ASM Handbook W. Volume 4B Steel Heat Treating Technologies. Prepared under the direction of the ASM International Handbook Committee

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ASM Handbook W Volume 4B Steel Heat Treating Technologies Prepared under the direction of the ASM International Handbook Committee Volume Editors Jon L. Dossett, FASM, Consultant George E. Totten, FASM,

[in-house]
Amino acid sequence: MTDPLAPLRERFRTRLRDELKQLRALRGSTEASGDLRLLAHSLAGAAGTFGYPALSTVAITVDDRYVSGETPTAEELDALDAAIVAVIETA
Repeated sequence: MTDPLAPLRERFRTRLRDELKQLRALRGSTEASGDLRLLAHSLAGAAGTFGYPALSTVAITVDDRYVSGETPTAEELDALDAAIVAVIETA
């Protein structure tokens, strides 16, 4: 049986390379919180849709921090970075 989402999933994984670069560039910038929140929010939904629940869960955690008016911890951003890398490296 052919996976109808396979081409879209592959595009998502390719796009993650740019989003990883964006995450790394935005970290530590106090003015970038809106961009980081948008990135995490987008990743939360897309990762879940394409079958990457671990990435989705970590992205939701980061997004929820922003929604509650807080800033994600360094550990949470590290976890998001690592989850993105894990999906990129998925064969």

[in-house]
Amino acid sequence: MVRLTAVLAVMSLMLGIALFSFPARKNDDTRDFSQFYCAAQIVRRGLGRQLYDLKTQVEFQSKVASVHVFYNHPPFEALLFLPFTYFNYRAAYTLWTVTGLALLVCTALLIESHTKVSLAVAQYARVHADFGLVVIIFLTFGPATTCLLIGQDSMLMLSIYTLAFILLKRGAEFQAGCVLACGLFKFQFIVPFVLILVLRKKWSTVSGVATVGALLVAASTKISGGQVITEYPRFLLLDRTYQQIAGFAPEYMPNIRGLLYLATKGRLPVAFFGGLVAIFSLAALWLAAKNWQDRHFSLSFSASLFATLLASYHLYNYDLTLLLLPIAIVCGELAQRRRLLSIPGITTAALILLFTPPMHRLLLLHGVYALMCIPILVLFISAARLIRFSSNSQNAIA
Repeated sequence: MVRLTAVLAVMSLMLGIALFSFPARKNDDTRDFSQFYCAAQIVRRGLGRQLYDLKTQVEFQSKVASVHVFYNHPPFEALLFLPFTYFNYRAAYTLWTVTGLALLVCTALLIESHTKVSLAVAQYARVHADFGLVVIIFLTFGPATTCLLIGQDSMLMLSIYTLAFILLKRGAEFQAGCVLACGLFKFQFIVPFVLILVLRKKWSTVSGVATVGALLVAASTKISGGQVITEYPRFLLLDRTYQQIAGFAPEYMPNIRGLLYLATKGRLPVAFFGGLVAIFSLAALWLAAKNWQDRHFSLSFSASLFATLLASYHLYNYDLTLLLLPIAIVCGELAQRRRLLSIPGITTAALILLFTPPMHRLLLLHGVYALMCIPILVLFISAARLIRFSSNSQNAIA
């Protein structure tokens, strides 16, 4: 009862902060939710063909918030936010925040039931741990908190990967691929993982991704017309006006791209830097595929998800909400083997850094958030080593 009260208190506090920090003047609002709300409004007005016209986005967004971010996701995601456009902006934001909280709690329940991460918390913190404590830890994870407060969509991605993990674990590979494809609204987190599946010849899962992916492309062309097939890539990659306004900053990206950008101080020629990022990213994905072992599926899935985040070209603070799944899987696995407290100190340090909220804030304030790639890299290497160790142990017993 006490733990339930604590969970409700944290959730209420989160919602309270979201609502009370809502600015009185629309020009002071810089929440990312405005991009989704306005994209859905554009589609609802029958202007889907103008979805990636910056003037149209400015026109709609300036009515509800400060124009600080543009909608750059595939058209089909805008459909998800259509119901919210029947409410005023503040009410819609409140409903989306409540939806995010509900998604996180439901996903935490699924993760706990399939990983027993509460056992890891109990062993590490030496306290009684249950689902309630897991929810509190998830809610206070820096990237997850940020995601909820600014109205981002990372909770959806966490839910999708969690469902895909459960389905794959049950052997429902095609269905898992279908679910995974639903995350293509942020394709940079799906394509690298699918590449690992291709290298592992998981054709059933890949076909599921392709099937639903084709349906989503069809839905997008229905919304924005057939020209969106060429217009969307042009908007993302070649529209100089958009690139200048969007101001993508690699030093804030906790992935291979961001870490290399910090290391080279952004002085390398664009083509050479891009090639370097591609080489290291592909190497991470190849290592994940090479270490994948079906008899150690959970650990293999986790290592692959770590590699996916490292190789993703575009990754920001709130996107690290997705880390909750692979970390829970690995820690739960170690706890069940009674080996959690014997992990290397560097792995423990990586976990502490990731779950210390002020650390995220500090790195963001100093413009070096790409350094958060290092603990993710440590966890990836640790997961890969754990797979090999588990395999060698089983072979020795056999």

ASM Handbook W Volume 4B Steel Heat Treating Technologies Prepared under the direction of the ASM International Handbook Committee Volume Editors Jon L. Dossett, FASM, Consultant George E. Totten, FASM, Portland State University Division Editors Volker Schulze, Karlsruhe Institute of Technology Thomas Lübben, Stiftung Institut für Werkstofftechnik (Foundation Institute of Materials Science) Jürgen Hoffmeister, Karlsruhe Institute of Technology ASM International Staff Steve Lampman, Content Developer Vicki Burt, Content Developer Amy Nolan, Content Developer Susan Sellers, Editorial Assistant Madrid Tramble, Manager of Production Kate Fornadel, Senior Production Coordinator Patty Conti, Production Coordinator Diane Whitelaw, Production Coordinator Karen Marken, Senior Managing Editor Scott D. Henry, Senior Manager, Content Development Editorial Assistance Ed Kubel Elizabeth Marquard Jo Hannah Leyda Scot Ryan Buz Riley Copyright # 2014 by ASM International W All rights reserved No part of this book may be reproduced, stored in a retrieval system, or transmitted, in any form or by any means, electronic, mechanical, photocopying, recording, or otherwise, without the written permission of the copyright owner. First printing, September 2014 This Volume is a collective effort involving hundreds of technical specialists. It brings together a wealth of information from worldwide sources to help scientists, engineers, and technicians solve current and long-range problems. Great care is taken in the compilation and production of this Volume, but it should be made clear that NO WARRANTIES, EXPRESS OR IMPLIED, INCLUDING, WITHOUT LIMITATION, WARRANTIES OF MERCHANTABILITY OR FITNESS FOR A PARTICULAR PUR- POSE, ARE GIVEN IN CONNECTION WITH THIS PUBLICATION. Although this information is believed to be accurate by ASM, ASM cannot guarantee that favorable results will be obtained from the use of this publication alone. This publication is intended for use by persons having technical skill, at their sole discretion and risk. Since the conditions of product or material use are outside of ASM s control, ASM assumes no liability or obligation in connection with any use of this information. No claim of any kind, whether as to products or information in this publication, and whether or not based on negligence, shall be greater in amount than the purchase price of this product or publication in respect of which damages are claimed. THE REMEDY HEREBY PROVIDED SHALL BE THE EXCLUSIVE AND SOLE REMEDY OF BUYER, AND IN NO EVENT SHALL EITHER PARTY BE LIABLE FOR SPECIAL, INDIRECT OR CONSEQUENTIAL DAMAGES WHETHER OR NOT CAUSED BY OR RESULTING FROM THE NEGLIGENCE OF SUCH PARTY. As with any material, evaluation of the material under end-use conditions prior to specification is essential. Therefore, specific testing under actual conditions is recommended. Nothing contained in this Volume shall be construed as a grant of any right of manufacture, sale, use, or reproduction, in connection with any method, process, apparatus, product, composition, or system, whether or not covered by letters patent, copyright, or trademark, and nothing contained in this Volume shall be construed as a defense against any alleged infringement of letters patent, copyright, or trademark, or as a defense against liability for such infringement. Comments, criticisms, and suggestions are invited, and should be forwarded to ASM International. Library of Congress Cataloging-in-Publication Data ASM International ASM Handbook Includes bibliographical references and indexes Contents: v.1. Properties and selection irons, steels, and high-performance alloys v.2. Properties and selection nonferrous alloys and special-purpose materials [etc.] v.23. Materials for Medical Devices 1. Metals Handbooks, manuals, etc. 2. Metal-work Handbooks, manuals, etc. I. ASM International. Handbook Committee. II. Metals Handbook. TA459.M SAN: ISBN-13: ISBN-10: ASM International W Materials Park, OH Printed in the United States of America Foreword ASM Handbook Volume 4B is the second of five volumes to be published on heat treatment. This significant expansion reflects the considerable economic and engineering importance of steel heat treatment and its varied methods, technologies, and applications. Expanded Handbook coverage of heat treatment also is fitting, given the 1913 origins of ASM International as the Steel Treaters Club, formed by Detroit blacksmith William Park Woodside. Volume 4B continues from the extensive coverage in Volume 4A, Steel Heat Treating Fundamentals and Processes. This Volume covers the equipment and technological aspects of steel heat treatment. This includes instrumentation for process control and the various operational parameters that influence the effective and economical production of heat treated steel parts. This Volume, like all Volumes of the ASM Handbook, is written, reviewed, and edited by recognized authorities. Their volunteer efforts give us a standard reference work of peer-consensus information that is authoritative, technically correct, understandable, and reliable. We thank the many volunteers for their contributions that help technically trained persons solve problems and undertake work with confidence. We are especially indebted to editors Jon Dossett, George Totten, Volker Schulze, Thomas Lübben, and Jürgen Hoffmeister. Roger A. Jones President, Heat Treating Society C. Ravi Ravindran President, ASM International Thomas S. Passek Managing Director, ASM International iii Preface This Handbook continues coverage from Volume 4A, Steel Heat Treating Fundamentals and Processes. As with the last edition of this Volume, the goal is to provide a comprehensive reference that can be of use to the diverse heat treating community that includes researchers, engineers, technicians, and students. Each has different needs with regard to their level of work and practice. This Volume covers the equipment, operational, and technological aspects of steel heat treatment. This includes instrumentation for process control and the various operational parameters that influence the effective and economical production of heat treated steel parts. The first article of this Volume introduces general aspects of process control. This article discusses survey methods to assess furnace temperature uniformity, which is one of the more critical variables in a heat treating operation. Other articles also describe cost estimating and the sources of problems during heat treatment, such as decarburization prior to or during heat treatment and cracking or distortion during quenching. Updates and new articles also cover modern furnaces, heat-resistant equipment, controls, atmosphere control, temperature measurement, quenchants, quenching systems, and agitation. In addition, this Volume also gives a modern engineering perspective to the important problem of distortion and the control of residual stresses. This key topic is central in preventing many problems during steel heat treating. The engineering science (including computer modeling and simulation) of residual stress and distortion has relevance and increasing promise in practical production, whether it is process improvement for captive heat treaters or more flexible reliable results for the job-shop demands of commercial operations. In this effort, we especially thank Volker Schulze, Karlsruhe Institute of Technology, and Thomas Lübben, Stiftung Institut für Werkstofftechnik (Foundation Institute of Materials Science), for their editorial efforts on the subject of residual stress and distortion. As in any ASM Handbook effort, compromises in scope and effort must occur. For example, more coverage on systems for handling and Jon Dossett, FASM Consultant Dr. George Totten, FASM Editor President, G.E. Totten & Associates, LLC Seattle, Washington, USA filtering quenchants could have been included. General equipment design and maintenance also could have been covered in more detail. In addition, some topics (such as the Appendix on Heat Transfer Equations ) may be beyond the scope of typical heat treaters, who can successfully rely on practical rules of thumb for determining heating and cooling schedules. Nonetheless, the underlying can provide a foundation in analyzing unexpected circumstances. Finally, we extend our thanks to the authors and reviewers who have taken the time to make this publication possible. It would have been impossible without them. iv Policy on Units of Measure By a resolution of its Board of Trustees, ASM International has adopted the practice of publishing data in both metric and customary U.S. units of measure. In preparing this Handbook, the editors have attempted to present data in metric units based primarily on Système International d Unités (SI), with secondary mention of the corresponding values in customary U.S. units. The decision to use SI as the primary system of units was based on the aforementioned resolution of the Board of Trustees and the widespread use of metric units throughout the world. For the most part, numerical engineering data in the text and in tables are presented in SI-based units with the customary U.S. equivalents in parentheses (text) or adjoining columns (tables). For example, pressure, stress, and strength are shown both in SI units, which are pascals (Pa) with a suitable prefix, and in customary U.S. units, which are pounds per square inch (psi). To save space, large values of psi have been converted to kips per square inch (ksi), where 1 ksi = 1000 psi. The metric tonne (kg 10 3 ) has sometimes been shown in megagrams (Mg). Some strictly scientific data are presented in SI units only. To clarify some illustrations, only one set of units is presented on artwork. References in the accompanying text to data in the illustrations are presented in both SI-based and customary U.S. units. On graphs and charts, grids corresponding to SI-based units usually appear along the left and bottom edges. Where appropriate, corresponding customary U.S. units appear along the top and right edges. Data pertaining to a specification published by a specification-writing group may be given in only the units used in that specification or in dual units, depending on the nature of the data. For example, the typical yield strength of steel sheet made to a specification written in customary U.S. units would be presented in dual units, but the sheet thickness specified in that specification might be presented only in inches. Data obtained according to standardized test methods for which the standard recommends a particular system of units are presented in the units of that system. Wherever feasible, equivalent units are also presented. Some statistical data may also be presented in only the original units used in the analysis. Conversions and rounding have been done in accordance with IEEE/ ASTM SI-10, with attention given to the number of significant digits in the original data. For example, an annealing temperature of 1570 F contains three significant digits. In this case, the equivalent temperature would be given as 855 C; the exact conversion to C would not be appropriate. For an invariant physical phenomenon that occurs at a precise temperature (such as the melting of pure silver), it would be appropriate to report the temperature as C or F. In some instances (especially in tables and data compilations), temperature values in C and F are alternatives rather than conversions. The policy of units of measure in this Handbook contains several exceptions to strict conformance to IEEE/ASTM SI-10; in each instance, the exception has been made in an effort to improve the clarity of the Handbook. The most notable exception is the use of g/cm 3 rather than kg/m 3 as the unit of measure for density (mass per unit volume). SI practice requires that only one virgule (diagonal) appear in units formed by combination of several basic units. Therefore, all of the units preceding the virgule are in the numerator and all units following the virgule are in the denominator of the expression; no parentheses are required to prevent ambiguity. v List of Contributors and Reviewers Eric Boltz United Process Controls Lauralice C.F. Canale Escola de Engenharia de São Carlos Madhu Chatterjee Bodycote Brigitte Clausen Stiftung Institut für Werkstofftechnik Rafael Colás Universidad Autónoma de Nuevo León Jon L. Dossett Consultant Imre Felde Obuda University B. Lynn Ferguson Deformation Control Technology, Inc. Real Fradette Solar Atmospheres Weimin Gao Institute for Frontier Materials, Deakin University Janez Grum University of Ljublijana David Guisbert QA-Metallurgical Service LLC Richard E. Haimbaugh Consultant Bernardo Hernández-Morales Universidad Nacional Autónoma de México Peter Hodgson Institute for Frontier Materials, Deakin University Franz Hoffmann Stiftung Institut für Werkstofftechnik Jürgen Hoffmeister Karlsruhe Institute of Technology William R. Jones Solar Atmospheres John R. (Chip) Keough Applied Process Inc. Jörg Kleff ZF Friedrichshafen AG Lingxue Kong Institute for Frontier Materials, Deakin University Maciej Korecki Seco/Warwick S.A. W. James Laird, Jr. Park Thermal International Corporation Thomas Lübben Stiftung Institut für Werkstofftechnik Xinmin Luo Jiangsu University John Lutz AFC-Holcroft D. Scott MacKenzie Houghton International Rafael David Mercado-Solis Universidad Autónoma de Nuevo León Philip Mikula TRW Automotive Jim Oakes Super Systems Inc. Virginia Osterman Solar Atmospheres R.L.S. Otero Universidade de São Paulo, Brazil W.R. Otero Tecumseh do Brasil Ltda., Brazil Thomas Philips Air Products and Chemicals, Inc. Frank Pietracupa United Process Controls Ralph Poor Surface Combustion K. Narayan Prabhu National Institute of Technology Karnataka G. Ramesh National Institute of Technology Karnataka vi Officers and Trustees of ASM International ( ) C. Ravi Ravindran President Ryerson University Sunniva R. Collins Vice President Case Western Reserve University Gernant E. Maurer Immediate Past President Carpenter Technology Corporation Thomas Passek Managing Director ASM International Robert Fulton Treasurer Hoeganaes Corporation (Retired) Iver Anderson Ames Laboratory Jacqueline M. Earle Caterpillar, Inc. John R. Keough Applied Process, Inc. Mitchell Dorfman Sulzer Metco (US), Inc. James C. Foley Los Alamos National Laboratory Jeffrey A. Hawk National Energy Technology Laboratory Members of the ASM Handbook Committee ( ) William J. Lenling Thermal Spray Technologies Inc. Linda S. Schadler Rensselaer Polytechnic Institute Zi-Kui Liu The Pennsylvania State University Student Board Members Jessica A. Booth Case Western Reserve University Karly N. Chester Rensselaer Polytechnic Institute Raymond T. Hickey Lehigh University Joseph Newkirk, Chair Missouri University of Science & Technology George Vander Voort, Vice Chair Vander Voort Consulting L.L.C. Craig Clauser, Immediate Past Chair Craig Clauser Engineering Consulting David Alman National Energy Technology Laboratory Scott Beckwith SAMPE Rodney Boyer RBTi Consulting Narendra Dahotre University of North Texas Jon Dossett Consultant Alan Druschitz Virginia Tech Jeffrey Hawk U.S. Department of Energy Steven Heifner Sypris Technologies Incorporated Paul Jablonski U.S. Department of Energy Kent Johnson Applied Materials John Keough Applied Process Incorporated Li Ling Shanghai University Brett Miller IMR Metallurgical Services Erik Mueller National Transportation Safety Board Thomas Prucha American Foundry Society Prasan Samal Consultant Roch Shipley Professional Analysis Consulting Inc Manas Shirgaokar Ellwood National Crankshaft Jeffery Smith Material Processing Technology Llc Jaimie Tiley US Air Force Research Lab George Totten G.E. Totten & Associates LLC Michael West South Dakota School of Mines and Technology Charles White Kettering University Chairs of the ASM Handbook Committee J.F. Harper ( ) (Member ) W.J. Merten ( ) (Member ) L.B. Case ( ) (Member ) C.H. Herty, Jr. ( ) (Member ) J.P. Gill (1937) (Member ) R.L. Dowdell ( ) (Member ) G.V. Luerssen ( ) (Member ) J.B. Johnson ( ) (Member ) E.O. Dixon ( ) (Member ) N.E. Promisel ( ) (Member ) R.W.E. Leiter ( ) (Member , ) D.J. Wright ( ) (Member ) J.D. Graham ( ) (Member ) W.A. Stadtler ( ) (Member ) G.J. Shubat ( ) (Member ) R. Ward ( ) (Member ) G.N. Maniar ( ) (Member ) M.G.H. Wells (1981) (Member ) J.L. McCall (1982) (Member ) L.J. Korb (1983) (Member ) T.D. Cooper ( ) (Member ) D.D. Huffman ( ) (Member ) D.L. Olson ( ) (Member , ) R.J. Austin ( ) (Member ) W.L. Mankins ( ) (Member 1989 ) M.M. Gauthier ( ) (Member ) C.V. Darragh ( ) (Member 1989 ) Henry E. Fairman ( ) (Member ) Jeffrey A. Hawk ( ) (Member 1997 ) Larry D. Hanke ( ) (Member 1994 ) Kent L. Johnson ( ) (Member 1999 ) Craig D. Clauser ( )( Member 2005 ) Joseph W. Newkirk (2012 ) (Member 2005 ) vii Contents Introduction Steel Heat Treating Process Control An Introduction Time-Temperature Profiles Temperature Uniformity Surveys Furnace Atmospheres Quenching Parameters Process and Product Capabilities Design of Experiments Test Coupons Mechanical Motion Components Calculation of Heat Treating Costs J.L. Dossett Introduction Operational Details Cost Separation Collecting Use/Cost Data Cost Component Allocations Determining the Cost of Endothermic Generator Gas Summary Problems Associated with Heat Treating Lauralice C.F. Canale, Jan Vatavuk, George E. Totten, and Xinmin Luo Phase Transformations During Heating and Cooling Cooling and Steel Metallurgical Transformation Tempering (Drawing) Effect of Materials and Process Design on Distortion Quenching Machining Grinding Retained Austenite Nonmetallic Inclusions Alloy Depletion High-Temperature Transformation Products Decarburization Carbides Influential Microstructural Features Shot Peening Final Comments Steel Decarburization Mechanisms, Models, Prevention, Correction, and Effects on Component Life Roger N. Wright General Chemical Reactions Diffusion-Based Models The Role of Ferrite in Decarburization Isothermal Phase Transformations during Decarburization Impact of Alloying on Vulnerability to Decarburization Impact of Decarburization on the Properties of Steels and Cast Irons Technological Operations (Process Stages) That Potentially Can Cause Decarburization Representative Decarburization Data Practical Implications for Induction Hardening Heat Treatment Systems and Controls Types of Heat Treating Furnaces Alexey Sverdlin Batch-Type Furnaces Continuous-Type Furnaces Recuperation or Regeneration Temperature Uniformity Insulation of Heat Treating Furnaces Furnace Safety Furnace Atmospheres for Heat Treating Ralph Poor, Steve Ruoff, and Thomas Philips Practical Flow Formula Fundamentals of Gases Principal Gases and Vapors Furnace Atmosphere Gas Reactions Classifications of Prepared Atmospheres Furnace Atmosphere Hazards Generated Exothermic-Based Atmospheres Generated Endothermic-Based Atmospheres Generated Exothermic-Endothermic-Based Atmospheres Generated Dissociated-Ammonia-Based Atmospheres Industrial Gas Nitrogen-Base Atmospheres Argon Atmospheres Hydrogen Atmospheres Atmospheres for Backfilling, Partial Pressure Operation, and Quenching in Vacuum Evaluating Atmosphere Requirements Furnace Atmosphere Controls in Heat Treating Jim Oakes and John Lutz Fundamentals of Heat Treating Atmospheres Carbon Potential Control Furnace Atmosphere Control Supply Atmosphere Control Control of Input Gas Laboratory Analysis of Gas Composition Sampling of Atmospheres for Analysis Sampling of Atmospheres for Control Analyzers Analyzer Recommendations Temperature Control in Heat Treating Peter Sherwin Factors Affecting Temperature Control Temperature-Control Instrumentation Temperature Scales Thermocouples Thermocouple Practices Resistance Temperature Detectors Noncontact Temperature Sensors Measurement and Control Instruments Energy-Flow Regulators SAE-AMS 2750 Specification Furnace Controls Jason W